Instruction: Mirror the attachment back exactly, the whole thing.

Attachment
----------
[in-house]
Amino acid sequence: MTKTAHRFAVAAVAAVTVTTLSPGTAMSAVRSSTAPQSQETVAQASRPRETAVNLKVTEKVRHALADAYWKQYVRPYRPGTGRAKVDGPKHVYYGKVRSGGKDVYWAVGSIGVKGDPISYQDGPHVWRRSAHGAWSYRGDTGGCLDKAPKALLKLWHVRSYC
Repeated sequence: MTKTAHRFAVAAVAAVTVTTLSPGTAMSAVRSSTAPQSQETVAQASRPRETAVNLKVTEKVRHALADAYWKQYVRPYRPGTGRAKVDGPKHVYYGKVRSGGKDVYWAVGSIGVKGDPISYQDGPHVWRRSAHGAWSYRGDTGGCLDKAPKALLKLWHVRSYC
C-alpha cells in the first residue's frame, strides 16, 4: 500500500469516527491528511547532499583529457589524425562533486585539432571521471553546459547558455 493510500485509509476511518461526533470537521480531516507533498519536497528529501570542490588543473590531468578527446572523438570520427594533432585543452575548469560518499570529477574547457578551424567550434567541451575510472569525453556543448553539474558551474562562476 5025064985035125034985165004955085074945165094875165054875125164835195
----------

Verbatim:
[in-house]
Amino acid sequence: MTKTAHRFAVAAVAAVTVTTLSPGTAMSAVRSSTAPQSQETVAQASRPRETAVNLKVTEKVRHALADAYWKQYVRPYRPGTGRAKVDGPKHVYYGKVRSGGKDVYWAVGSIGVKGDPISYQDGPHVWRRSAHGAWSYRGDTGGCLDKAPKALLKLWHVRSYC
Repeated sequence: MTKTAHRFAVAAVAAVTVTTLSPGTAMSAVRSSTAPQSQETVAQASRPRETAVNLKVTEKVRHALADAYWKQYVRPYRPGTGRAKVDGPKHVYYGKVRSGGKDVYWAVGSIGVKGDPISYQDGPHVWRRSAHGAWSYRGDTGGCLDKAPKALLKLWHVRSYC
C-alpha cells in the first residue's frame, strides 16, 4: 500500500469516527491528511547532499583529457589524425562533486585539432571521471553546459547558455 493510500485509509476511518461526533470537521480531516507533498519536497528529501570542490588543473590531468578527446572523438570520427594533432585543452575548469560518499570529477574547457578551424567550434567541451575510472569525453556543448553539474558551474562562476 5025064985035125034985165004955085074945165094875165054875125164835195